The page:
Toll’s Port Drivers Reach Contract With Teamsters

Toll’s Port Drivers Reach Contract With Teamsters

Employee truck drivers represented by the Teamsters union announced a contract agreement this week with the Toll Group in Southern California that increases their pay $6 an hour and includes benefits provisions such as paid overtime, sick leave, paid holidays and more affordable health insurance.

The contract has attracted attention in the harbor drayage community in Los Angeles-Long Beach as most harbor trucking companies contract with owner-operators. Independent contractors are paid on a per-trip basis, and their agreements with drayage companies normally do not include paid benefits.

Toll’s business model is based on employee drivers. Employee drivers are able to join a union, whereas independent contractors, by law, are not able to organize. The contract was reached after months of negotiations between the drivers represented by the Teamsters union and Toll.

According to a statement from the union, driver wages increased to $19 an hour from $12.72, with wages scheduled to increase 50 cents an hour each year of the three-year contract. Overtime pay begins after a driver works 40 hours in a week.

Drivers are now automatically enrolled in the Teamsters’ Western Conference Pension Trust 401(k) retirement plan. Toll will contribute $1 an hour per driver until 2014 and $1.50 beginning in 2015.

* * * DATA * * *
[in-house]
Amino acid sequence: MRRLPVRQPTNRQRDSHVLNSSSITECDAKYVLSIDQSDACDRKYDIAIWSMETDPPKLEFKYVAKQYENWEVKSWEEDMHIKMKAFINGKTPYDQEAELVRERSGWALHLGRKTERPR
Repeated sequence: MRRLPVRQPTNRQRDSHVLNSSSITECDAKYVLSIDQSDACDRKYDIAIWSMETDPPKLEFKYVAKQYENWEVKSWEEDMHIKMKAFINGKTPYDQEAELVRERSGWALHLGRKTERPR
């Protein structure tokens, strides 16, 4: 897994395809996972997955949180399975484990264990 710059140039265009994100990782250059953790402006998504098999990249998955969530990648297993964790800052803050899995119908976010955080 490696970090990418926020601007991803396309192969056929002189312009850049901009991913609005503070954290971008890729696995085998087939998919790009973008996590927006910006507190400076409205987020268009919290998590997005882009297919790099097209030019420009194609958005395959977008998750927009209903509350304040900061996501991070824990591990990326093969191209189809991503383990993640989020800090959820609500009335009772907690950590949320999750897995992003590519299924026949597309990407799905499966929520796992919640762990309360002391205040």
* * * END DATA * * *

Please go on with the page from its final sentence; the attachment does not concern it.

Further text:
More drivers will now be able to afford to participate in Toll’s health care plan, according to the statement. The company will pay 95 percent of the premium for individuals and 90 percent for family coverage. Payments by drivers who previously paid $125 a month for individual coverage and $400 for family coverage will drop to $30 for individual coverage and $150 per month for family coverage.

Drivers will also receive seven paid holidays, three paid personal days and six paid sick days each year.

Teamsters General President Jim Hoffa said the Toll contract in Southern California sets the bar higher for the harbor drayage industry at ports across the country. “Toll Group and its drivers have raised the bar for responsible competition, and the Teamsters will not stop until the rest of the nation’s port drivers have a shot at the American Dream,” Hoffa said.

Despite the success of the Teamsters in organizing the Toll drivers, most of the harbor truck drivers across the country are independent contractors. Alex Cherin, who represents the Harbor Trucking Association in Los Angeles-Long Beach, said some of the HTA member companies have employee drivers represented by unions, but most do not.

Cherin said the HTA supports the concept of freedom of choice in which each drayage company and its drivers choose the model that works best for them.

The HTA in Southern California, and the American Trucking Associations nationally, opposed an attempt several years ago by the Port of Los Angeles to mandate the use of employee truck drivers as part of its clean-trucks program. After years of litigation, the courts ruled that an attempt by a state or local entity to mandate the use of employee drivers violates federal pre-emption law.

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